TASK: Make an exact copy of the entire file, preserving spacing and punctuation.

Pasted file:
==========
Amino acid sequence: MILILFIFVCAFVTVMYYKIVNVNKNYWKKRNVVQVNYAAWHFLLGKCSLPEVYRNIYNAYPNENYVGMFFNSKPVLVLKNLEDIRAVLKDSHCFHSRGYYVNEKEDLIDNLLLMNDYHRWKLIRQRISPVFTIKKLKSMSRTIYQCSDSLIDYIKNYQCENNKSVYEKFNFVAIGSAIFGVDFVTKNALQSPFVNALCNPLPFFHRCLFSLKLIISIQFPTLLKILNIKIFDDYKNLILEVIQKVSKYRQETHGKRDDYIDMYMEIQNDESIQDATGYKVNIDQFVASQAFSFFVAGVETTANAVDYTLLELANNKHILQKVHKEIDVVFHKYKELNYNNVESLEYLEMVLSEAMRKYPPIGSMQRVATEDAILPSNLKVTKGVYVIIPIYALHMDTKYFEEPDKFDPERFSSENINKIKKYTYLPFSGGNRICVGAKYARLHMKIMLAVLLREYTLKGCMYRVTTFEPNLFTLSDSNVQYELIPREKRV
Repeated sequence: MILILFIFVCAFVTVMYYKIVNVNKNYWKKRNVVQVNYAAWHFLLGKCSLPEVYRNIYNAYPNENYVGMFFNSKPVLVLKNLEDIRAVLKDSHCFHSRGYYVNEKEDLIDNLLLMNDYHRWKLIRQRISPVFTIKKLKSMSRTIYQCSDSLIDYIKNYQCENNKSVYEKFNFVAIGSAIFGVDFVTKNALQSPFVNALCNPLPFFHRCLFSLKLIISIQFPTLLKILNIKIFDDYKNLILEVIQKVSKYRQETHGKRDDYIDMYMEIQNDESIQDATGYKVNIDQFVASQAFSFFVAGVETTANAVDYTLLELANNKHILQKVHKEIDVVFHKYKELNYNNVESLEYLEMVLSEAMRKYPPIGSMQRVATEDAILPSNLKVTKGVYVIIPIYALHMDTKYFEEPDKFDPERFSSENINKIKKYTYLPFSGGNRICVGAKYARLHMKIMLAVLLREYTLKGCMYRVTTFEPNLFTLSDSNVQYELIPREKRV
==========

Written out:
Amino acid sequence: MILILFIFVCAFVTVMYYKIVNVNKNYWKKRNVVQVNYAAWHFLLGKCSLPEVYRNIYNAYPNENYVGMFFNSKPVLVLKNLEDIRAVLKDSHCFHSRGYYVNEKEDLIDNLLLMNDYHRWKLIRQRISPVFTIKKLKSMSRTIYQCSDSLIDYIKNYQCENNKSVYEKFNFVAIGSAIFGVDFVTKNALQSPFVNALCNPLPFFHRCLFSLKLIISIQFPTLLKILNIKIFDDYKNLILEVIQKVSKYRQETHGKRDDYIDMYMEIQNDESIQDATGYKVNIDQFVASQAFSFFVAGVETTANAVDYTLLELANNKHILQKVHKEIDVVFHKYKELNYNNVESLEYLEMVLSEAMRKYPPIGSMQRVATEDAILPSNLKVTKGVYVIIPIYALHMDTKYFEEPDKFDPERFSSENINKIKKYTYLPFSGGNRICVGAKYARLHMKIMLAVLLREYTLKGCMYRVTTFEPNLFTLSDSNVQYELIPREKRV
Repeated sequence: MILILFIFVCAFVTVMYYKIVNVNKNYWKKRNVVQVNYAAWHFLLGKCSLPEVYRNIYNAYPNENYVGMFFNSKPVLVLKNLEDIRAVLKDSHCFHSRGYYVNEKEDLIDNLLLMNDYHRWKLIRQRISPVFTIKKLKSMSRTIYQCSDSLIDYIKNYQCENNKSVYEKFNFVAIGSAIFGVDFVTKNALQSPFVNALCNPLPFFHRCLFSLKLIISIQFPTLLKILNIKIFDDYKNLILEVIQKVSKYRQETHGKRDDYIDMYMEIQNDESIQDATGYKVNIDQFVASQAFSFFVAGVETTANAVDYTLLELANNKHILQKVHKEIDVVFHKYKELNYNNVESLEYLEMVLSEAMRKYPPIGSMQRVATEDAILPSNLKVTKGVYVIIPIYALHMDTKYFEEPDKFDPERFSSENINKIKKYTYLPFSGGNRICVGAKYARLHMKIMLAVLLREYTLKGCMYRVTTFEPNLFTLSDSNVQYELIPREKRV